horseshoe bend. / by John Benitez

5d3 + 14mm f2.8

5d3 + 14mm f2.8


Earlier this week, me and my friends took a side trip to Page, Arizona. This sleepy little town houses two of my most coveted locations to shoot, Antelope Valley and Horseshoe Bend. Ever since I could remember, these two places captivated me. A wonder of nature, exquisitely crafted, and perfected over time. Pictures can't replicated the sheer scale and grandeur of Horseshoe Bend. It can only be felt and experienced.

We found ourselves up at 4am, to make the journey from Las Vegas to Page. Under the cover of buzzing lights against a dark sky, we hoped on I-15 headed north for the next 4.5 hours. The reason for the early wake-up call was that we had guided Navajo tour through the lower Antelope Canyon at 11am (post coming soon). 

As we drove, monolithic shapes seemed to envelop us. Their shapes made barley visible by the gradual lightening of the sky. The sun began to unfurl our landscape and we found ourselves in the vistas of the desert. I-15 cuts thorough Nevada, Arizona, and Utah and you find yourself crossing state lines quite often. The elevation changes just as quickly and there were stretches of fog that were so thick that you could barely see 20ft in front of you. Despite mild confusion and harrowing driving, you see that you are in the most beautiful part of the country. Cutting through mountains gives you a sense of how small you truly are, and reinforces the appreciation you have for where you live.

We arrived at Horseshoe Bend around 5:30pm. It was hard to believe that this location was only 10mins away from our hotel. You drive into an innocuous, gravel parking lot and suddenly, you're there, but not. The guide books never tell you that you have to trek up a steeply graded hill that leaves your thighs and calves burning, only to be faced with an equally steep downward slope to the bend. Nor do they tell you the throngs of tour busses that congregate on this place en masse. Or the host of flies that hover over the bend and are so big that you can literally feel them as you swat them away from your face. But these are only minor inconveniences to what you are about to see.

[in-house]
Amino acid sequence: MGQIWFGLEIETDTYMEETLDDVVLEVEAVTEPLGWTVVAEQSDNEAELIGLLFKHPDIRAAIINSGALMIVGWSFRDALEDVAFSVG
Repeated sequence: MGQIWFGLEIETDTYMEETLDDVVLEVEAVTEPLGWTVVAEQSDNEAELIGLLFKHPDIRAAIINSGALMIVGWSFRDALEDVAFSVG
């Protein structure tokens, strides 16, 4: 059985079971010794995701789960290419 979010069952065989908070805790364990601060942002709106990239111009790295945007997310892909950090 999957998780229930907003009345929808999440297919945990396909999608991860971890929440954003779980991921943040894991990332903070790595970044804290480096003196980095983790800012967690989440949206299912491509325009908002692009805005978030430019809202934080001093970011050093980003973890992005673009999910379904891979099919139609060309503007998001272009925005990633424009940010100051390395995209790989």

Once you reach the Bend, the race is on to obtain the most desired spot to shoot, which is the dead center. You will have to fight your way through the masses of photographer and tourists to get ahead, and I was determined to do so. The Bend tests your nerves as well since the edge is unfenced and provides a crystal clear view of the Colorado river, and in order to get the best shot, you have to be right on the edge looking at the 1,000ft drop. 

We stayed until the sun disappeared and the view was mesmerizing. Make sure you take a moment and just view the Bend with your own eyes, before looking through the lens. Take it all in and process your thoughts. Think about your journey getting out there and what you had to endure to get there. Take a moment to realize how blessed you are to be there, knowing that not everyone gets a chance to come there. It's as if the Bend selected you to view its majesty. Horseshoe Bend is best viewed with a drink (Modelo Especial in our case), friends, or your sweetheart. The experience that you will share together will be emblazoned on both of your hearts, with a perpetual call to come back to the Bend to re-live the experience once again.